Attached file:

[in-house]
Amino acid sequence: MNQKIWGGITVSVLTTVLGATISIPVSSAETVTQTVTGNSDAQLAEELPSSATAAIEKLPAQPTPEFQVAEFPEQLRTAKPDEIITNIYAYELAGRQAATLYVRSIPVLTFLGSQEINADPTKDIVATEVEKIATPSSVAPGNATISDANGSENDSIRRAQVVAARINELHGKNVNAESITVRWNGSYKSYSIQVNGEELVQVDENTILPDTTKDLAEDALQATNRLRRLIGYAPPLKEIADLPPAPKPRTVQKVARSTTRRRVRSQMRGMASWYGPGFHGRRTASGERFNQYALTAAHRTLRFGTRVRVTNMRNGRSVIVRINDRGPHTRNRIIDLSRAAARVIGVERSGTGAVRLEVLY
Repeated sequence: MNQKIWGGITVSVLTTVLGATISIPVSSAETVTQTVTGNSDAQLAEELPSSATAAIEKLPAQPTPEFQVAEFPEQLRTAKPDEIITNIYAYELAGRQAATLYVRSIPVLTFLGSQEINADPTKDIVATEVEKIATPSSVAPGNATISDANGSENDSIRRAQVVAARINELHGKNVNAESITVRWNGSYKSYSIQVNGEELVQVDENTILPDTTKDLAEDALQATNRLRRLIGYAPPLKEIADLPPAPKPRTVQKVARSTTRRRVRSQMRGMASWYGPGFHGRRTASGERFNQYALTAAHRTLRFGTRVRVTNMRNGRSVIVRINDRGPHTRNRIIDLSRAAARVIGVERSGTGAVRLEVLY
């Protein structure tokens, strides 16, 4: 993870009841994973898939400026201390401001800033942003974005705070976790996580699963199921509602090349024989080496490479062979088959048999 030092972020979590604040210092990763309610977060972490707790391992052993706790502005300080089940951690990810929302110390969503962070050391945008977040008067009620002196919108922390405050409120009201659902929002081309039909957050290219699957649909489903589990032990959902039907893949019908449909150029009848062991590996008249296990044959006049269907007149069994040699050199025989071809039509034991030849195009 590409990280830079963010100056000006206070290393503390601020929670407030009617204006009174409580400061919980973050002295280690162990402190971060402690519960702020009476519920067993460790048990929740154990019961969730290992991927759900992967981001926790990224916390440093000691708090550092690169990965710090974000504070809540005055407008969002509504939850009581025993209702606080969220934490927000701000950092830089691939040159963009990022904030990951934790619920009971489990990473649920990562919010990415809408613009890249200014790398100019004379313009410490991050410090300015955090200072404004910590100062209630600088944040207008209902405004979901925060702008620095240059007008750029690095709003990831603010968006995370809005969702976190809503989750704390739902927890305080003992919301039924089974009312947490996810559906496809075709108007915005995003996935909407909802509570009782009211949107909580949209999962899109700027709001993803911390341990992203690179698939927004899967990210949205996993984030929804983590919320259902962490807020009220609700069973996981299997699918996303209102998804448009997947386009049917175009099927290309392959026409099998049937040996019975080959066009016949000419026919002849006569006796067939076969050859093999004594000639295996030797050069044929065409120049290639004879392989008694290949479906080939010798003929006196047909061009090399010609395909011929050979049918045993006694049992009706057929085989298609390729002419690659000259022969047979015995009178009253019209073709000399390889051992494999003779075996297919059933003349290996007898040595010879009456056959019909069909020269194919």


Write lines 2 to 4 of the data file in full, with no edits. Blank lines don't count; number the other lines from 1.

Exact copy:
Amino acid sequence: MNQKIWGGITVSVLTTVLGATISIPVSSAETVTQTVTGNSDAQLAEELPSSATAAIEKLPAQPTPEFQVAEFPEQLRTAKPDEIITNIYAYELAGRQAATLYVRSIPVLTFLGSQEINADPTKDIVATEVEKIATPSSVAPGNATISDANGSENDSIRRAQVVAARINELHGKNVNAESITVRWNGSYKSYSIQVNGEELVQVDENTILPDTTKDLAEDALQATNRLRRLIGYAPPLKEIADLPPAPKPRTVQKVARSTTRRRVRSQMRGMASWYGPGFHGRRTASGERFNQYALTAAHRTLRFGTRVRVTNMRNGRSVIVRINDRGPHTRNRIIDLSRAAARVIGVERSGTGAVRLEVLY
Repeated sequence: MNQKIWGGITVSVLTTVLGATISIPVSSAETVTQTVTGNSDAQLAEELPSSATAAIEKLPAQPTPEFQVAEFPEQLRTAKPDEIITNIYAYELAGRQAATLYVRSIPVLTFLGSQEINADPTKDIVATEVEKIATPSSVAPGNATISDANGSENDSIRRAQVVAARINELHGKNVNAESITVRWNGSYKSYSIQVNGEELVQVDENTILPDTTKDLAEDALQATNRLRRLIGYAPPLKEIADLPPAPKPRTVQKVARSTTRRRVRSQMRGMASWYGPGFHGRRTASGERFNQYALTAAHRTLRFGTRVRVTNMRNGRSVIVRINDRGPHTRNRIIDLSRAAARVIGVERSGTGAVRLEVLY
């Protein structure tokens, strides 16, 4: 993870009841994973898939400026201390401001800033942003974005705070976790996580699963199921509602090349024989080496490479062979088959048999 030092972020979590604040210092990763309610977060972490707790391992052993706790502005300080089940951690990810929302110390969503962070050391945008977040008067009620002196919108922390405050409120009201659902929002081309039909957050290219699957649909489903589990032990959902039907893949019908449909150029009848062991590996008249296990044959006049269907007149069994040699050199025989071809039509034991030849195009 590409990280830079963010100056000006206070290393503390601020929670407030009617204006009174409580400061919980973050002295280690162990402190971060402690519960702020009476519920067993460790048990929740154990019961969730290992991927759900992967981001926790990224916390440093000691708090550092690169990965710090974000504070809540005055407008969002509504939850009581025993209702606080969220934490927000701000950092830089691939040159963009990022904030990951934790619920009971489990990473649920990562919010990415809408613009890249200014790398100019004379313009410490991050410090300015955090200072404004910590100062209630600088944040207008209902405004979901925060702008620095240059007008750029690095709003990831603010968006995370809005969702976190809503989750704390739902927890305080003992919301039924089974009312947490996810559906496809075709108007915005995003996935909407909802509570009782009211949107909580949209999962899109700027709001993803911390341990992203690179698939927004899967990210949205996993984030929804983590919320259902962490807020009220609700069973996981299997699918996303209102998804448009997947386009049917175009099927290309392959026409099998049937040996019975080959066009016949000419026919002849006569006796067939076969050859093999004594000639295996030797050069044929065409120049290639004879392989008694290949479906080939010798003929006196047909061009090399010609395909011929050979049918045993006694049992009706057929085989298609390729002419690659000259022969047979015995009178009253019209073709000399390889051992494999003779075996297919059933003349290996007898040595010879009456056959019909069909020269194919």